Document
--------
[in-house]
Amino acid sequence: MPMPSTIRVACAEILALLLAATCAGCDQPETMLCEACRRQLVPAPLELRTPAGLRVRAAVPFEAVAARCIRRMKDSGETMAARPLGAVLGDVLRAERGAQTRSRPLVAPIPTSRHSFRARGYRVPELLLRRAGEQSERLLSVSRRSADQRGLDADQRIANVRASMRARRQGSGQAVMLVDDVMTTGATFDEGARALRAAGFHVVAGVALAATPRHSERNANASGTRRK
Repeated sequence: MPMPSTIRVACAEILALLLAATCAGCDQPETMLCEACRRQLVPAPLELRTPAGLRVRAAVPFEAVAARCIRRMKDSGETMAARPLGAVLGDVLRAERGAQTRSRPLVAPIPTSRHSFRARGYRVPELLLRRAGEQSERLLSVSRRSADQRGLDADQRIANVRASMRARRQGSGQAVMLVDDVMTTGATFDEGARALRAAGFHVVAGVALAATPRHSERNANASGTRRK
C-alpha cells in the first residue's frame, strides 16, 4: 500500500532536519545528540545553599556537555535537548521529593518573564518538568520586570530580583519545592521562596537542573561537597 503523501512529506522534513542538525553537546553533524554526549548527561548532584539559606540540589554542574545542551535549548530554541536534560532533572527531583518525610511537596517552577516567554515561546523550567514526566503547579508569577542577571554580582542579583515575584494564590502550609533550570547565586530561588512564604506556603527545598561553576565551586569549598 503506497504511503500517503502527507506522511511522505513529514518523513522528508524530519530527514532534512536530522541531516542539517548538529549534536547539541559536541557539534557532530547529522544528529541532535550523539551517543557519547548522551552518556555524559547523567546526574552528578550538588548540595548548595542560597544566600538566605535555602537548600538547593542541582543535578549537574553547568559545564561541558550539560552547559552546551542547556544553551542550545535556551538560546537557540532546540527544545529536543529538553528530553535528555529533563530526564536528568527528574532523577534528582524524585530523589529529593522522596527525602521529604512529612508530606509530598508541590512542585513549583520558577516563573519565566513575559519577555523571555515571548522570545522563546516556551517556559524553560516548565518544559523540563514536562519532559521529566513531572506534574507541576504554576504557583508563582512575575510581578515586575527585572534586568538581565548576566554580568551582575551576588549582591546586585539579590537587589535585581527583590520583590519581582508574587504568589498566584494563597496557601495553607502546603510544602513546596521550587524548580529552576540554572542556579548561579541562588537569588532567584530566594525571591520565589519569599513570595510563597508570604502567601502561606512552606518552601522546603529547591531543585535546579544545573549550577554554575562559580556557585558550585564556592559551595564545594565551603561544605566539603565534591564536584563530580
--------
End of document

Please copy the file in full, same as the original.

[in-house]
Amino acid sequence: MPMPSTIRVACAEILALLLAATCAGCDQPETMLCEACRRQLVPAPLELRTPAGLRVRAAVPFEAVAARCIRRMKDSGETMAARPLGAVLGDVLRAERGAQTRSRPLVAPIPTSRHSFRARGYRVPELLLRRAGEQSERLLSVSRRSADQRGLDADQRIANVRASMRARRQGSGQAVMLVDDVMTTGATFDEGARALRAAGFHVVAGVALAATPRHSERNANASGTRRK
Repeated sequence: MPMPSTIRVACAEILALLLAATCAGCDQPETMLCEACRRQLVPAPLELRTPAGLRVRAAVPFEAVAARCIRRMKDSGETMAARPLGAVLGDVLRAERGAQTRSRPLVAPIPTSRHSFRARGYRVPELLLRRAGEQSERLLSVSRRSADQRGLDADQRIANVRASMRARRQGSGQAVMLVDDVMTTGATFDEGARALRAAGFHVVAGVALAATPRHSERNANASGTRRK
C-alpha cells in the first residue's frame, strides 16, 4: 500500500532536519545528540545553599556537555535537548521529593518573564518538568520586570530580583519545592521562596537542573561537597 503523501512529506522534513542538525553537546553533524554526549548527561548532584539559606540540589554542574545542551535549548530554541536534560532533572527531583518525610511537596517552577516567554515561546523550567514526566503547579508569577542577571554580582542579583515575584494564590502550609533550570547565586530561588512564604506556603527545598561553576565551586569549598 503506497504511503500517503502527507506522511511522505513529514518523513522528508524530519530527514532534512536530522541531516542539517548538529549534536547539541559536541557539534557532530547529522544528529541532535550523539551517543557519547548522551552518556555524559547523567546526574552528578550538588548540595548548595542560597544566600538566605535555602537548600538547593542541582543535578549537574553547568559545564561541558550539560552547559552546551542547556544553551542550545535556551538560546537557540532546540527544545529536543529538553528530553535528555529533563530526564536528568527528574532523577534528582524524585530523589529529593522522596527525602521529604512529612508530606509530598508541590512542585513549583520558577516563573519565566513575559519577555523571555515571548522570545522563546516556551517556559524553560516548565518544559523540563514536562519532559521529566513531572506534574507541576504554576504557583508563582512575575510581578515586575527585572534586568538581565548576566554580568551582575551576588549582591546586585539579590537587589535585581527583590520583590519581582508574587504568589498566584494563597496557601495553607502546603510544602513546596521550587524548580529552576540554572542556579548561579541562588537569588532567584530566594525571591520565589519569599513570595510563597508570604502567601502561606512552606518552601522546603529547591531543585535546579544545573549550577554554575562559580556557585558550585564556592559551595564545594565551603561544605566539603565534591564536584563530580